In the case of Progress Energy Carolinas (PEC), its LV Sutton Plant near Wilmington, North Carolina, is located on the Cape Fear River. The facility is accessible only by barges.
PEC wishes to diversity its coal sources to include Venezuela, and it already had a barge pier at its plant. However, the depth of water alongside is only 16 feet. Furthermore, sufficiently deep water for ocean going bulk carriers is 12 miles downriver.
PEC decided on a system that includes transshipment of coal from self-unloading bulk carriers into barges formerly engaged in the Seminole electric coal trade in Florida. Ocean vessels berth at the Atlantic Diving Terminal in the POrt of Wilmington, and self discharge into the barges moored alongside. Five barges are cycled between vessel and plant. The barges are pushed upstream about 12 miles to the plant, where they are discharged by a Belgian-made E-Crane™ (‘E’ for equilibrium – for more details on the E-Crane™ concept, as well as the PEC project, see p64 of the April 2003 issue of Dry Cargo International or click here!). The crane discharges directly to a hopper/conveyor system that conveys coal across wetlands to the plant’s stockpile. The conveyor is a closed installation to prevent coal dust from entering the environment.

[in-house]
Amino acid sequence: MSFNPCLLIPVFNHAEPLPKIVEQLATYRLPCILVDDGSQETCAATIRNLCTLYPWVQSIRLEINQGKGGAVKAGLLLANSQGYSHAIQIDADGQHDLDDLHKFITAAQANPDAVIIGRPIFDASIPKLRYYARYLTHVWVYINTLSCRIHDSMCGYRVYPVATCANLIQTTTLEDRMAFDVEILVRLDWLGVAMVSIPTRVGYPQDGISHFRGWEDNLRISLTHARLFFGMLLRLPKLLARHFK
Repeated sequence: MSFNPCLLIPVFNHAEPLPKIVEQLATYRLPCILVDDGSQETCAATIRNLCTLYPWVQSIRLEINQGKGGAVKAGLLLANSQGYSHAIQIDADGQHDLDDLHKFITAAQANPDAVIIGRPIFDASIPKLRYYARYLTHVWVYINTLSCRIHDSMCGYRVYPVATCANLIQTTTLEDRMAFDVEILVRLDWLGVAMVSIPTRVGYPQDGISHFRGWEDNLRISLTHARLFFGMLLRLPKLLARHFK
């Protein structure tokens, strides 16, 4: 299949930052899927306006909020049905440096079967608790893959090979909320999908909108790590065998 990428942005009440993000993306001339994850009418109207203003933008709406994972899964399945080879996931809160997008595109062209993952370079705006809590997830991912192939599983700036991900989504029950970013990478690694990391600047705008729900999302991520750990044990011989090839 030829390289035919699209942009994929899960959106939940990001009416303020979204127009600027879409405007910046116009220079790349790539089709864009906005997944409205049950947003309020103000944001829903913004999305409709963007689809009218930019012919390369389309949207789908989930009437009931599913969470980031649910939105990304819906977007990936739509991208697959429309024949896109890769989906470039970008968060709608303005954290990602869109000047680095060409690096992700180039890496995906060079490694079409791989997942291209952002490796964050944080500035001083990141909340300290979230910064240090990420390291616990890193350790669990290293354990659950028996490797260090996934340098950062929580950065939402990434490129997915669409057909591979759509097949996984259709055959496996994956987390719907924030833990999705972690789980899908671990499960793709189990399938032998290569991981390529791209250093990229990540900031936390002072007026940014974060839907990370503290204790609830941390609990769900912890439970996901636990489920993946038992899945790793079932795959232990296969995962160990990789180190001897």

Three cargoes have been received thus far utilizing this system, and as at this writing, several more are either fixed or are on the water. PEC is very excited about its capability to diversify its fuels sources. For a very modest investment (PEC officials were unable to specify the amount), the company has developed a system that has reduced its reliance on domestic purchasing, and broadened its selection of best fuels for its plants.